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photo - atty. client privilege by Chris PotterThis is the story of Maritza Munich and the tangled tale of WalMart, alleged bribes, Mexico, an Indiana pension trust fund, a Delaware court and the attorney client privilege. It plays out on a very large stage and could impact many shareholder lawsuits.

Ms. Munich was an in house attorney working for Walmart, according to a New York Times article. She advocated an aggressive response to investigating a scandal that the company has largely kept from public view. One way that it’s done that is invoking the attorney-client privilege to keep her from speaking publically or to law enforcement officials.

That privilege is the general rule that the conversations and communications between a client and his/her/its attorney shouldn’t be disclosed through litigation or to the public. The idea is to encourage an open conversation between the parties so the attorney can get a full picture of what the client has done and the attorney can freely advise the client. There are exceptions to this rule so there’s no total guaranty to this silence.

Ms. Munich was the general counsel of Walmart’s international division when the company found its employees might have bribed a number of Mexican officials in order to speed up the construction of some of its stores. She lead an investigation and appears to have sought to widen that investigation, but was unable to do so.

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photo - contract signers by Dan MoyleAn easy way to get sued is to violate a contract. That can be very easy if you sign a contract without reading or understanding it, making it that much more likely you won’t comply with its terms. If you agree to a contract you don’t understand, you could commit your company to spending all kinds of resources in ways you never imagined.

In a piece on LinkedIn Maryland author and real estate attorney Jack Garson described a meeting he had with one of his clients, one who is normally confident but that day appeared to be near tears and panic stricken. He brought with him a copy of a contract and a copy of a lawsuit, one in which he was the defendant. Garson read the lawsuit.

Next, I reviewed the contract. Now I understood my client’s new emotional state — especially the panic part.

“Did you read this contract?” I asked, ever so gently, as my Humpty-Dumpty client teetered in front of me.

“No,” he replied.

“I’m just curious. Why didn’t you read the contract?”

“The other side said it was standard. Plus, I was in a hurry.”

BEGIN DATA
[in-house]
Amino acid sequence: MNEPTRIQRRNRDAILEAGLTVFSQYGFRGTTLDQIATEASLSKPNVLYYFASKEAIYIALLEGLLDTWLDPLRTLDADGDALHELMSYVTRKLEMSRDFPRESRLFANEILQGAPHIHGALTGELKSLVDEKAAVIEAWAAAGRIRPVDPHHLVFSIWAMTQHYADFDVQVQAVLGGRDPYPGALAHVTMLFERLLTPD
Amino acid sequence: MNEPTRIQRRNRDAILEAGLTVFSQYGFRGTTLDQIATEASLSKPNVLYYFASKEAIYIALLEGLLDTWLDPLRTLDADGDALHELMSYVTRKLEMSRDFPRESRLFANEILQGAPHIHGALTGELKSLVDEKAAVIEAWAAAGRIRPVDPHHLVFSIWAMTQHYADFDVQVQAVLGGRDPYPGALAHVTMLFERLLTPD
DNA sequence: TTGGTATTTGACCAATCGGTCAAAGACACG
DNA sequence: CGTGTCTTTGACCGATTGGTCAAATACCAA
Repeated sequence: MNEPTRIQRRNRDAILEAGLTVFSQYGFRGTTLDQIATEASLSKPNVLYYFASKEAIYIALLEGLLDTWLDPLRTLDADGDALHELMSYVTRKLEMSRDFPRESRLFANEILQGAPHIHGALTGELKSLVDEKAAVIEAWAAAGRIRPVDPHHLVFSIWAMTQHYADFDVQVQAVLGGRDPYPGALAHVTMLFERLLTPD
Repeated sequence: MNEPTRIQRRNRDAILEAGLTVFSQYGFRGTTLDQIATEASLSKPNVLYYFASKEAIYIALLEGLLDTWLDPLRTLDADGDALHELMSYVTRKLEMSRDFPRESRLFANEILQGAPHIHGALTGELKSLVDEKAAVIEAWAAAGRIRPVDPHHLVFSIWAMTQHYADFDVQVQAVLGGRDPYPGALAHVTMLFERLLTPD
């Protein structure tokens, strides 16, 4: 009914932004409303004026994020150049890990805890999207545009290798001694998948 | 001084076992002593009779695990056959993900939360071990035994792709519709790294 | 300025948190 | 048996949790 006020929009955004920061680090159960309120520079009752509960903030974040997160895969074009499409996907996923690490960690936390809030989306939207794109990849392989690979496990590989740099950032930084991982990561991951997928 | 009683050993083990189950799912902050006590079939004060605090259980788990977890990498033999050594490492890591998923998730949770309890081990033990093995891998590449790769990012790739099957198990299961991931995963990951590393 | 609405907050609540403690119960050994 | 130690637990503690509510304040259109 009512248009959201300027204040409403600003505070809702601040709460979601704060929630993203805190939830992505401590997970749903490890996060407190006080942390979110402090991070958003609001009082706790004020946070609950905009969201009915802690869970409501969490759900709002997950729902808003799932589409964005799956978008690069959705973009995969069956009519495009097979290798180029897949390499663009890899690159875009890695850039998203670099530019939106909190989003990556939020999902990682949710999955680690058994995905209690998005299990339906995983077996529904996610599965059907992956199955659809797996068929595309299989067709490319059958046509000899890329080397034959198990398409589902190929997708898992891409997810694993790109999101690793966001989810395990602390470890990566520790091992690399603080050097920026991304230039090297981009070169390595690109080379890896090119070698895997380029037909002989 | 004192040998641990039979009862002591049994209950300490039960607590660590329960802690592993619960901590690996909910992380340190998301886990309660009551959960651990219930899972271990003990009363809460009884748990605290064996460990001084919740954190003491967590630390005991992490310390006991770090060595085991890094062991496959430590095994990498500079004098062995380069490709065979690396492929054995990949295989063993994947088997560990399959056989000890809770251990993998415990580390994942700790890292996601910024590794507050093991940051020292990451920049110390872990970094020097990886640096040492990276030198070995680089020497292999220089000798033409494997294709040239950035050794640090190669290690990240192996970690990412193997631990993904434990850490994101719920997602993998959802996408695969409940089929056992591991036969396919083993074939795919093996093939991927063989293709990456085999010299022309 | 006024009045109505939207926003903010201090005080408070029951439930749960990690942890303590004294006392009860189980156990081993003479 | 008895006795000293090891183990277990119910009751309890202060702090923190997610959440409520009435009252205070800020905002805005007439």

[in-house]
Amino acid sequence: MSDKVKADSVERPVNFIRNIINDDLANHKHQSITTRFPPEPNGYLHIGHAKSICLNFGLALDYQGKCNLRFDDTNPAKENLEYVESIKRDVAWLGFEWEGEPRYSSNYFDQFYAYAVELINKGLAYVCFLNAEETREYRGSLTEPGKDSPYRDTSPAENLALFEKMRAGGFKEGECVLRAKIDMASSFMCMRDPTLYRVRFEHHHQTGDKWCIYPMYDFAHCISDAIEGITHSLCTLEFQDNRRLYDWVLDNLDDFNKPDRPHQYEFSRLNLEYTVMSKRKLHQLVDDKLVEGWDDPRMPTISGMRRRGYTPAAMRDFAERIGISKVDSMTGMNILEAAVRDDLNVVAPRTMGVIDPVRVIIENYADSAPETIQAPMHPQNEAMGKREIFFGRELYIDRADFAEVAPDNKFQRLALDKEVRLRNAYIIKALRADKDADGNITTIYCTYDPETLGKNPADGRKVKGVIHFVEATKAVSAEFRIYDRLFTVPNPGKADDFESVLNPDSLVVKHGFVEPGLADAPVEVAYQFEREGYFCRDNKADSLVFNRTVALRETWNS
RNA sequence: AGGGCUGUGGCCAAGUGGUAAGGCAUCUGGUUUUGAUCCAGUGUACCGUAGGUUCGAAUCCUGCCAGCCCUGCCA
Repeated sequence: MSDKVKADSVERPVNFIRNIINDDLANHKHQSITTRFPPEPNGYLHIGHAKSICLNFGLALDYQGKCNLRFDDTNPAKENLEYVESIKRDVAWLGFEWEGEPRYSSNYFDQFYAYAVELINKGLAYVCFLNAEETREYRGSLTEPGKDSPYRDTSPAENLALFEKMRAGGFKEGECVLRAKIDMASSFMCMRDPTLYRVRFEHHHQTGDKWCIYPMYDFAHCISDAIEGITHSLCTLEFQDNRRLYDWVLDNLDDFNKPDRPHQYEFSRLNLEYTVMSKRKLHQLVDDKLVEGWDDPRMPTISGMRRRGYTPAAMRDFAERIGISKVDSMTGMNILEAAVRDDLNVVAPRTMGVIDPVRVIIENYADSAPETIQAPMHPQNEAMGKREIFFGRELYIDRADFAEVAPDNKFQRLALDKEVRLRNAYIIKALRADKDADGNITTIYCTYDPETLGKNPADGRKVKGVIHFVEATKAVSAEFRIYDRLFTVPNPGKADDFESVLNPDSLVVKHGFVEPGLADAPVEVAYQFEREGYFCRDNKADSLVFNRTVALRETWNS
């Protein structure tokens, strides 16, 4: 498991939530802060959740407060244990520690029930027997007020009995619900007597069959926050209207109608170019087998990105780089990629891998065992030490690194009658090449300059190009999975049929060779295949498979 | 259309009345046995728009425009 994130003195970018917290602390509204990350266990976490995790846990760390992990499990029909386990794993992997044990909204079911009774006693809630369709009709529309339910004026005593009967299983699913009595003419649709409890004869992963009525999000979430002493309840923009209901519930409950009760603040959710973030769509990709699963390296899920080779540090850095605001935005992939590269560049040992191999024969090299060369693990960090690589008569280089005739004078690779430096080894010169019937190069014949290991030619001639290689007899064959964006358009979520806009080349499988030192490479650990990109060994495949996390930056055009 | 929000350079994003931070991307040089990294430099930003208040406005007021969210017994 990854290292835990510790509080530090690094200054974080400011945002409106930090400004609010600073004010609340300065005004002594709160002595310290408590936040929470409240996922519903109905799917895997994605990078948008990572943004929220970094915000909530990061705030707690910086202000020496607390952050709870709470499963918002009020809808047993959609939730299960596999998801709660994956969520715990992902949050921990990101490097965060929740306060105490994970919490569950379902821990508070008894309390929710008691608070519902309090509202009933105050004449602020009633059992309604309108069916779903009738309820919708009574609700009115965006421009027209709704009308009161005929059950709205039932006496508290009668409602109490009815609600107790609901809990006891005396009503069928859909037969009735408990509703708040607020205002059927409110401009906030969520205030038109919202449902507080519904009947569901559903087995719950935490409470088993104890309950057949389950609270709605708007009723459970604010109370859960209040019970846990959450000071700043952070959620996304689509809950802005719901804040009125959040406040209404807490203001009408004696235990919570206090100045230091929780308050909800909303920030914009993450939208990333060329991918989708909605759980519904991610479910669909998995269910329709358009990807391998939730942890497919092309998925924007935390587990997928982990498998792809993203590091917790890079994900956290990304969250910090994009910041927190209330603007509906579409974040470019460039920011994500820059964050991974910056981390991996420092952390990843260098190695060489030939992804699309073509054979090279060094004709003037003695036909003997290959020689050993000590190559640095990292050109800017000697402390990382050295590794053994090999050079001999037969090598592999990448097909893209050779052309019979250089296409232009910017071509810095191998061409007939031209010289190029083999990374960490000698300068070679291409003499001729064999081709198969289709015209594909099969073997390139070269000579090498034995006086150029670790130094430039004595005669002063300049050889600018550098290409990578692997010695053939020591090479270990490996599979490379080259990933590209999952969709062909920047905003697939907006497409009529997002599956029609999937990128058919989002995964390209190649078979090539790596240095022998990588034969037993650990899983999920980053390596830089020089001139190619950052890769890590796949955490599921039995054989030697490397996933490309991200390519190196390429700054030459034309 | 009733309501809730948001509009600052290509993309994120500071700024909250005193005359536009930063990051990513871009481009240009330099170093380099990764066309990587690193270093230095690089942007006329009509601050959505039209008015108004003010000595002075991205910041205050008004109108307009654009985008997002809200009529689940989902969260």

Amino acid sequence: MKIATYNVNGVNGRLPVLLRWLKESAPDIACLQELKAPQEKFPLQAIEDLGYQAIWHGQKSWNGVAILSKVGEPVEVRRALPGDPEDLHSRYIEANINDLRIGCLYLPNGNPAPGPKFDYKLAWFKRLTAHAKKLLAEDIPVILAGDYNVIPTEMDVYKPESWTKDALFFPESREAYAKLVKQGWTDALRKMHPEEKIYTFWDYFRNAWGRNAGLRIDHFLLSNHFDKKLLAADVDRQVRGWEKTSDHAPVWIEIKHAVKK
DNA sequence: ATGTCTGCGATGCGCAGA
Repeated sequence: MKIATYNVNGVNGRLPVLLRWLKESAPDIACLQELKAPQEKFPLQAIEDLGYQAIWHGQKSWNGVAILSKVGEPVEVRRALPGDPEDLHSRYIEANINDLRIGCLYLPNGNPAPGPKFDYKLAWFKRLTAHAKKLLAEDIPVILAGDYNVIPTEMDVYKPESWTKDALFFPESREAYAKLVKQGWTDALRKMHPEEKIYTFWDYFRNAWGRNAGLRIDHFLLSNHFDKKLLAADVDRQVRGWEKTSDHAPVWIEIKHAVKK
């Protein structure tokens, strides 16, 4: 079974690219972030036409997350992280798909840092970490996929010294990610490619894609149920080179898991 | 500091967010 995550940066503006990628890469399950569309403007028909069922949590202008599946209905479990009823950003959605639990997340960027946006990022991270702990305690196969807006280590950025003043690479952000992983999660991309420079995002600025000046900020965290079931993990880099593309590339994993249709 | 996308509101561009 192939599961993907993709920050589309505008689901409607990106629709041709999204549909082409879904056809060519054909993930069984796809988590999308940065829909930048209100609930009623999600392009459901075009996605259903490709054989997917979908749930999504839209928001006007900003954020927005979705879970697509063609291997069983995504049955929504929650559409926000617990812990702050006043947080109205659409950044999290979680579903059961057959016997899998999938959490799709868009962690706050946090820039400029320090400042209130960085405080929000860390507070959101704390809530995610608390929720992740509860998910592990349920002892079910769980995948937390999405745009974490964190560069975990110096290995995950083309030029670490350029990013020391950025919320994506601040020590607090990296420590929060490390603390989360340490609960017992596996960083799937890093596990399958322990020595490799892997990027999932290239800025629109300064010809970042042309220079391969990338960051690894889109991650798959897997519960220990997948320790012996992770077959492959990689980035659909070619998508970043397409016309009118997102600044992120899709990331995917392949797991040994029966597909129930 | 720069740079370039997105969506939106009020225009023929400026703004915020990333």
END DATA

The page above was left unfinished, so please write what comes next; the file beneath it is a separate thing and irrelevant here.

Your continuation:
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Photo by Earl37a

Photo by Earl37a

If you have a right to sue someone, because of something the other party did or didn’t do, unless you act upon it in a timely manner, you can lose that right.  The right to sue is not like a piece of granite, solid and everlasting.  It’s more like a piece of fruit that ripens (“ripe” is actually a legal term). Like any fruit, you need to enjoy your legal rights while they’re ripe.  If you don’t and enough time passes (the statute of limitations), all you’ll have is a rotten piece of fruit you can’t use.

It’s not just the uneducated, unsophisticated and those without attorneys who make this mistake.  Big businesses get caught too.  Apex Digital v. Sears is one example that made its way to the U.S. Court of Appeals for the Seventh Circuit.

Apex claimed they were cheated out of millions of dollars

Apex buys consumer electronics made by others, puts their name on them and sells them to retailers.  One of those retailers was Sears.  They entered into an agreement in September 2003. Apex sent Sears products and after they were received, Apex would send an invoice.  There was a ‘net 60’ payment term, meaning Apex wanted to get paid within 60 days of the date of the invoice.

Sears didn’t always pay the whole amount invoiced. It took deductions for expected returns and other costs it felt it was entitled to. The last invoice with an outstanding balance was dated November 9, 2004. It should’ve been paid in full by January 8, 2005.

Apex’ allegations didn’t mean anything because their lawsuit was filed too late

The lower court decided a four year statute of limitations applied, which gave Apex no later than January 8, 2009 to sue Sears for money owed. Apex’ suit, claiming Sears shorted it nearly $15 million, was actually filed March 6, 2009.

Apex argued Sears wasn’t really paying for the items on the invoices. Sears was advancing payments on its debt to Apex. That amount wouldn’t be determined until their relationship ended and Apex performed a full accounting.  Like those of us who purchased Sony, Samsung and Sharp products in Sears’ electronics department, the court wasn’t buying what Apex was selling.

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Legal DocsWhen Aaron Kushner acquired the O.C. Register last year Kushner claims that the Register’s former owners, Angelo Gordon, withheld the true value of the company. Now, the former owners are suing Kushner for $17.45 million.